Does It Matter? Evidence from Primary Schools in Africa,’ that was released last week, only about 25 per cent of Standard Four teachers have mastered their students’ language curriculum.

To make matters worse, only few teachers are able to assess students’ abilities or evaluate their overall schooling progress.

The World Bank researchers found that only few teachers in Kenya’s education system and elsewhere in Sub-Saharan Africa exhibit practices that are associated with good teaching, such as checking for students’ understanding and giving feedback.

Consequently, the prevailing glaring lack of competence among teachers has cost students and the country too much.

Whereas the United Nations Educational Scientific and Cultural Organisation (Unesco), estimates that more than 90 per cent of children should be able to read and write as well as achieve competency in simple arithmetical calculations after their first three years of schooling, this is not the case in Kenya. Granted that enrollment has increased since introduction of the third free primary education in 2003 and free tuition secondary education thereafter, induction of more children into the education system has not yet guaranteed that students are learning or even acquiring the competencies that are set out in the curriculum.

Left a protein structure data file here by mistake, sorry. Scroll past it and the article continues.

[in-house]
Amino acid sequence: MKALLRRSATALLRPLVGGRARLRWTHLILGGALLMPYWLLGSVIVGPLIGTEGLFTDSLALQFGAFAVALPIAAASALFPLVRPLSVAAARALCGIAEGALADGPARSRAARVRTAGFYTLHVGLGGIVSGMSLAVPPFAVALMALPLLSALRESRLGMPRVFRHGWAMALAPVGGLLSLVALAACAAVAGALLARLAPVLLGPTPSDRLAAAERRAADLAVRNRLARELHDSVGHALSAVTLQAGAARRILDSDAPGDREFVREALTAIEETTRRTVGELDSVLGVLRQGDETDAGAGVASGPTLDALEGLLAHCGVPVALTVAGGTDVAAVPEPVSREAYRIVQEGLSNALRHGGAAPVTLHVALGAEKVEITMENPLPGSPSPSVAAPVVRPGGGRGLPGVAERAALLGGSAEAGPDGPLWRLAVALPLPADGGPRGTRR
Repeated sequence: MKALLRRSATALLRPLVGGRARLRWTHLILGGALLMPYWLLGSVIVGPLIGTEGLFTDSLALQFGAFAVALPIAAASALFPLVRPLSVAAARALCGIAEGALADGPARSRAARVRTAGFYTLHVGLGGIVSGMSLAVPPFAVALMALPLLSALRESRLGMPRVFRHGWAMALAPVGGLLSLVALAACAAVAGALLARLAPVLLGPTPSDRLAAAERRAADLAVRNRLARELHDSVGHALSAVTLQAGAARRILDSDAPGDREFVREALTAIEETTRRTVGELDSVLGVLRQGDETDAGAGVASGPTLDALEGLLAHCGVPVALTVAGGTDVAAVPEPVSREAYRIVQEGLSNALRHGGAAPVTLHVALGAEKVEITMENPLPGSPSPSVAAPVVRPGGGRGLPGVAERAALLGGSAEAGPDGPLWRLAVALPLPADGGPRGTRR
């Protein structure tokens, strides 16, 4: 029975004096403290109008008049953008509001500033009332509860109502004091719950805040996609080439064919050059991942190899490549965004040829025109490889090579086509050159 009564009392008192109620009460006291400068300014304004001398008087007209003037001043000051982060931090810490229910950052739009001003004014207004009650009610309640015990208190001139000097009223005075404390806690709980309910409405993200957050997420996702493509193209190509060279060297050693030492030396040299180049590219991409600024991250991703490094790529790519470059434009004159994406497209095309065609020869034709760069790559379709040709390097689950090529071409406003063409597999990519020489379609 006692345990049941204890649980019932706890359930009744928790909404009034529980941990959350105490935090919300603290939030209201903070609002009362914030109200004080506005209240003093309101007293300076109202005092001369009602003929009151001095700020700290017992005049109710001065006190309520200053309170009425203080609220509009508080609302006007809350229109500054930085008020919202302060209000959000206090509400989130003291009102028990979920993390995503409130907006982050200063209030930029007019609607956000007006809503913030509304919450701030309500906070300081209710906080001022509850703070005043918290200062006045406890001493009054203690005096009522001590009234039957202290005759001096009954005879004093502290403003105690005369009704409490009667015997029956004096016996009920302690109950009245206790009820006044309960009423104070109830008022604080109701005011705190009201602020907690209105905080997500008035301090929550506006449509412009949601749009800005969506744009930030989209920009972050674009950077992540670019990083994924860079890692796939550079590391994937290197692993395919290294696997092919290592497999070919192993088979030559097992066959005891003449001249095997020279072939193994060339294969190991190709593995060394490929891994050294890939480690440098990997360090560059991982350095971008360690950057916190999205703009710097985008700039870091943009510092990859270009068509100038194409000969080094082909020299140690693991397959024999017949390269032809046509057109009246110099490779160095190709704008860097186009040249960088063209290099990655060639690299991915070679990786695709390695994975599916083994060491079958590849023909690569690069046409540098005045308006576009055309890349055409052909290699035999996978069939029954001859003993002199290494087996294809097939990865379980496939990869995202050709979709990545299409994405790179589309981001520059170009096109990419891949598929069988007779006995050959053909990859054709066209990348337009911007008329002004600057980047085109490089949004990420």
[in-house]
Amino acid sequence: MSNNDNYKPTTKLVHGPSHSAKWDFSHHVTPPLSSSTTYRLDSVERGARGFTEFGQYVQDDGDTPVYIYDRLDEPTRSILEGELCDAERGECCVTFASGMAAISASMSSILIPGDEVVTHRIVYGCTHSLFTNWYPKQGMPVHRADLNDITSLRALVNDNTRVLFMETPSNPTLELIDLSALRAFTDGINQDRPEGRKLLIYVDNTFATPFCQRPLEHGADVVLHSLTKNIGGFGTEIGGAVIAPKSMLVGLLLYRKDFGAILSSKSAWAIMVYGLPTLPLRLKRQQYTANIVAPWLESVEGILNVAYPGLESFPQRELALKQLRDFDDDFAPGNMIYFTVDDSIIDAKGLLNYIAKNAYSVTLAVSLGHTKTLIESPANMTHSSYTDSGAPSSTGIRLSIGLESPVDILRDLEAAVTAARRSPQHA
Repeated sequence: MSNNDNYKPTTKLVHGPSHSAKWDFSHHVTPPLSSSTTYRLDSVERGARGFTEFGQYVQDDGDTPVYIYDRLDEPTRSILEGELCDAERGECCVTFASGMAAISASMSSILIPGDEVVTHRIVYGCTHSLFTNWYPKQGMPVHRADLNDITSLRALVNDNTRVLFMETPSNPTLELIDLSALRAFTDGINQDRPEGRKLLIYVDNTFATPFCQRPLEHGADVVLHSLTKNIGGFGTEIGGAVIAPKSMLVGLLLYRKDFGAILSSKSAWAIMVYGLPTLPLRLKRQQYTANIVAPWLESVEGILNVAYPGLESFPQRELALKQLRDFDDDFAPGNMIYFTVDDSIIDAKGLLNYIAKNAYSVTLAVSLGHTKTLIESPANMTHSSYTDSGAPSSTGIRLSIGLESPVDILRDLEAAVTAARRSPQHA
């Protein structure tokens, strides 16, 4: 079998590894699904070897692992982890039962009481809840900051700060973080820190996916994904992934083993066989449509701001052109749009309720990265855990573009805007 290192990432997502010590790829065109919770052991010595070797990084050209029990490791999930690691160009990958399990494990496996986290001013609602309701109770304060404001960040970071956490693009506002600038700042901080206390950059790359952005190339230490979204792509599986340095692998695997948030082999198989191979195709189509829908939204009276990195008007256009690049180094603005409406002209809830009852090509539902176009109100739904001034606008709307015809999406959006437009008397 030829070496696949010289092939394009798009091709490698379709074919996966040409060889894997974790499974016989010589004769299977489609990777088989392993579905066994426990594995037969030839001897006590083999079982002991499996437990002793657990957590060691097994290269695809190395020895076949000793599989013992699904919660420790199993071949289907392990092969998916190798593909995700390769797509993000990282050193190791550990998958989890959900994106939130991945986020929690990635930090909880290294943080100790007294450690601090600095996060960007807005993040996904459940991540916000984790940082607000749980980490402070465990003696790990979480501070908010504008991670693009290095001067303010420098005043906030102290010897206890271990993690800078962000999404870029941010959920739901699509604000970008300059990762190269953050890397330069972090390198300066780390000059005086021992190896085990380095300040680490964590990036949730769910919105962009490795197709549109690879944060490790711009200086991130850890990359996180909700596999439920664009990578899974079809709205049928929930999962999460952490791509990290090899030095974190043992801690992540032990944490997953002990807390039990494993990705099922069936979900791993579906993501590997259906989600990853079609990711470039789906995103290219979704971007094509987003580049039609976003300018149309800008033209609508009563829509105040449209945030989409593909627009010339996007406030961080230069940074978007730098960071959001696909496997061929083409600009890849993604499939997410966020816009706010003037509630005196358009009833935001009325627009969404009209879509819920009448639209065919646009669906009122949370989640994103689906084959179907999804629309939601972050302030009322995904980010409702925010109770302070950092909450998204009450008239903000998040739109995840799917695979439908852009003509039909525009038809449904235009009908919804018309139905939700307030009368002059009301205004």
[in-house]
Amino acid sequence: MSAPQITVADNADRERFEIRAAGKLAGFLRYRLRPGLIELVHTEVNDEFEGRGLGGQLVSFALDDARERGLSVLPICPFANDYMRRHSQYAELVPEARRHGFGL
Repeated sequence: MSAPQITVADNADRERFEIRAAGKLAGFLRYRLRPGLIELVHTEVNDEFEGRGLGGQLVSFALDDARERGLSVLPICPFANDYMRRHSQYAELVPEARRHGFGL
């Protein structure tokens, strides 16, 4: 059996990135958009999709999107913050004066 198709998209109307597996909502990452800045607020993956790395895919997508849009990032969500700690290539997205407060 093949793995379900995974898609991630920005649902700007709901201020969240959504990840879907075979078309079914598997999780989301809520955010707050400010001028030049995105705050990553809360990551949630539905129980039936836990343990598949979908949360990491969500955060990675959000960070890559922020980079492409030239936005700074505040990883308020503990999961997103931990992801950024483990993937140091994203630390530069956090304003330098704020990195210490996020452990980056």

Statistics gleaned from Unesco’s Institute of Statistics indicate less than 50 per cent of Standard Six pupils in Kenya are able to read fluently in English and that less than 40 per cent have achieved competency to do simple arithmetic calculations beyond basic numeracy.

But whereas the Matiang’i-led cavalry would have to think hard on how to reduce widespread teacher absenteeism as well as improve teacher competency in order to make the 2-6-3-3-3 system a success, lurking in the dark is the existing schooling environment that is hardly conducive to learning.

More than 50 years after independence, some children still learn under trees or sit on stones in dilapidated structures that the government, communities and parents continue to refer to as, our schools.

Perhaps Kenya should borrow a leaf from Tanzania, where from last year, the government and the local communities have embarked on a countrywide programme of providing enough desks to schools.

Nonetheless, Matiang’i’s crusade should be guided by the reality that any education system anywhere is good or bad as its teachers.